While English is the language Elias speaks most often, Arabic is the language of their faith. “It helps me a lot with connecting to God,” they told me over the phone. It’s also the language Elias speaks with their partner, a Syrian activist, when they don’t want the outside world to intrude on their conversations. “Whenever we’re in public and we’re trying to be private, that’s the language we default to,” Elias said. Since Elias is hard of hearing, American Sign Language serves as another tool—especially when they’re somewhere too loud or simply too stressful. “If I feel overwhelmed in a space and I don’t feel comfortable talking, I’ll sign—and I taught my partner some signs just so that if I ever go nonverbal they’re like, ‘OK, this is what I need to know.’”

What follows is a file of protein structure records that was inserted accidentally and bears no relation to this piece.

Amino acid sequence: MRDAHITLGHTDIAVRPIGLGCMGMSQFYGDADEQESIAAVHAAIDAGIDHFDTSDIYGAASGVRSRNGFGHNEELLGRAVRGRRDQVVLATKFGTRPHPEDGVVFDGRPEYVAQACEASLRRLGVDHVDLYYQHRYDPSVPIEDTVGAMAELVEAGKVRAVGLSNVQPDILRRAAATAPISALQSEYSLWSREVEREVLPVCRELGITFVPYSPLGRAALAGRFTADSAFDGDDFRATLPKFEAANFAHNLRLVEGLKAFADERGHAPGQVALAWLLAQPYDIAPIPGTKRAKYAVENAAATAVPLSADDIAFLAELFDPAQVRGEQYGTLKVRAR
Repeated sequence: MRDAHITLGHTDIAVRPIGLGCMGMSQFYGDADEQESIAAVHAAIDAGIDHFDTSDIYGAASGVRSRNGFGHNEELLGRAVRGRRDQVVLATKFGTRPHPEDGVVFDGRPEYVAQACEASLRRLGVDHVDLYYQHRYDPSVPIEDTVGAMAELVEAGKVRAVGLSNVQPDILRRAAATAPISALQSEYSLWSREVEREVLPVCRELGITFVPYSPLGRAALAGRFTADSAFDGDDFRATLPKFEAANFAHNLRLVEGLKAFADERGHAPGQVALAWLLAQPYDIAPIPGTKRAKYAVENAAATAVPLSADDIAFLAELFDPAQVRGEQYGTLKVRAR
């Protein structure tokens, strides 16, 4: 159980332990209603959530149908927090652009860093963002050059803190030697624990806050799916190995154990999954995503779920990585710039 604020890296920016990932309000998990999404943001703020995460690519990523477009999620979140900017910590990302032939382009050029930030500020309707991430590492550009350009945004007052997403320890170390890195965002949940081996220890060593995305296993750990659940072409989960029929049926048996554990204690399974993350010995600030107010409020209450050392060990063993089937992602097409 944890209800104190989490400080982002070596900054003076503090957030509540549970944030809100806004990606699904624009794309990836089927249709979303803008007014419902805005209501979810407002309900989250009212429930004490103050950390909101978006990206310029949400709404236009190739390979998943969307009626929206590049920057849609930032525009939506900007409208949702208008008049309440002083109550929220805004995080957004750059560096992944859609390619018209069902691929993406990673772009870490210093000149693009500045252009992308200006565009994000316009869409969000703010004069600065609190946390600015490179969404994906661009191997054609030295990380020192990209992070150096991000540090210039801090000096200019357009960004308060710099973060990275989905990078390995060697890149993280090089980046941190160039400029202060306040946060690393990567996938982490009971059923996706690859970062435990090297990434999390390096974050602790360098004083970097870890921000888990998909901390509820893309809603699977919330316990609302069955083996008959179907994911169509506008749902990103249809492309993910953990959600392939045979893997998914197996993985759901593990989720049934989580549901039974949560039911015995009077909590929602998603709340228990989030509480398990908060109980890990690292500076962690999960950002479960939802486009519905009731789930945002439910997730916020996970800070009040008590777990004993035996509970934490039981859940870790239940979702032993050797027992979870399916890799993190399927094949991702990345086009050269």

Elias’s non-binary gender identity is often a source of stress. While language can offer relief, it can also add layers of complication. In English, it’s theoretically easy to get around the gender binary: Genderqueer people can state their preferred pronouns, and the rest of the world simply has to honor those preferences—as I did while writing this article (Elias prefers they/them pronouns). However, they don’t always find themselves in spaces where it’s that easy.